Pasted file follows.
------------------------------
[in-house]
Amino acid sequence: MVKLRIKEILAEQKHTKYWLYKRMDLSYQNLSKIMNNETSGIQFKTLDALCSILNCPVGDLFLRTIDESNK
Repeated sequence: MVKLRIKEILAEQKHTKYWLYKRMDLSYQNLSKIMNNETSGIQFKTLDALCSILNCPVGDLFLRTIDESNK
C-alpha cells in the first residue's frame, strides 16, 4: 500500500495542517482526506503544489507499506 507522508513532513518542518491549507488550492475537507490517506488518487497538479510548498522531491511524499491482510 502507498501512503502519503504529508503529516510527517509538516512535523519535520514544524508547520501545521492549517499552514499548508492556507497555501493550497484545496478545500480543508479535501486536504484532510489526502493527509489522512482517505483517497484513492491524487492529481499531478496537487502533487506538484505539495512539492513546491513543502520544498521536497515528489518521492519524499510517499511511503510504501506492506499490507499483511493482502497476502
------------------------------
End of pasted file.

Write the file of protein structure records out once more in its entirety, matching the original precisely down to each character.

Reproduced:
[in-house]
Amino acid sequence: MVKLRIKEILAEQKHTKYWLYKRMDLSYQNLSKIMNNETSGIQFKTLDALCSILNCPVGDLFLRTIDESNK
Repeated sequence: MVKLRIKEILAEQKHTKYWLYKRMDLSYQNLSKIMNNETSGIQFKTLDALCSILNCPVGDLFLRTIDESNK
C-alpha cells in the first residue's frame, strides 16, 4: 500500500495542517482526506503544489507499506 507522508513532513518542518491549507488550492475537507490517506488518487497538479510548498522531491511524499491482510 502507498501512503502519503504529508503529516510527517509538516512535523519535520514544524508547520501545521492549517499552514499548508492556507497555501493550497484545496478545500480543508479535501486536504484532510489526502493527509489522512482517505483517497484513492491524487492529481499531478496537487502533487506538484505539495512539492513546491513543502520544498521536497515528489518521492519524499510517499511511503510504501506492506499490507499483511493482502497476502